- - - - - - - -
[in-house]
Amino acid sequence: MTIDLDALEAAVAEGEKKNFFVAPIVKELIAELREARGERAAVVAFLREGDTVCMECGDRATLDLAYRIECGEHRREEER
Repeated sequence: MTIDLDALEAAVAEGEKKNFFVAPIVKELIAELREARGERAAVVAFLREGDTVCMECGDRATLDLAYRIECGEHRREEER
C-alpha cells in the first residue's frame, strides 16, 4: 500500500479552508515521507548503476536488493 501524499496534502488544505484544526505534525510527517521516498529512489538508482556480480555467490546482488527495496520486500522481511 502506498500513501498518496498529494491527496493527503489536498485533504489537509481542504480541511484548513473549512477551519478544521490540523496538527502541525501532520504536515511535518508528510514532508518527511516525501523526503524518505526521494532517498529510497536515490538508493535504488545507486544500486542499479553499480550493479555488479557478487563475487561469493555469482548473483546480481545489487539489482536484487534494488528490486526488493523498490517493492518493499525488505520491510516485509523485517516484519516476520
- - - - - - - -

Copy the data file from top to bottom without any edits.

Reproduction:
[in-house]
Amino acid sequence: MTIDLDALEAAVAEGEKKNFFVAPIVKELIAELREARGERAAVVAFLREGDTVCMECGDRATLDLAYRIECGEHRREEER
Repeated sequence: MTIDLDALEAAVAEGEKKNFFVAPIVKELIAELREARGERAAVVAFLREGDTVCMECGDRATLDLAYRIECGEHRREEER
C-alpha cells in the first residue's frame, strides 16, 4: 500500500479552508515521507548503476536488493 501524499496534502488544505484544526505534525510527517521516498529512489538508482556480480555467490546482488527495496520486500522481511 502506498500513501498518496498529494491527496493527503489536498485533504489537509481542504480541511484548513473549512477551519478544521490540523496538527502541525501532520504536515511535518508528510514532508518527511516525501523526503524518505526521494532517498529510497536515490538508493535504488545507486544500486542499479553499480550493479555488479557478487563475487561469493555469482548473483546480481545489487539489482536484487534494488528490486526488493523498490517493492518493499525488505520491510516485509523485517516484519516476520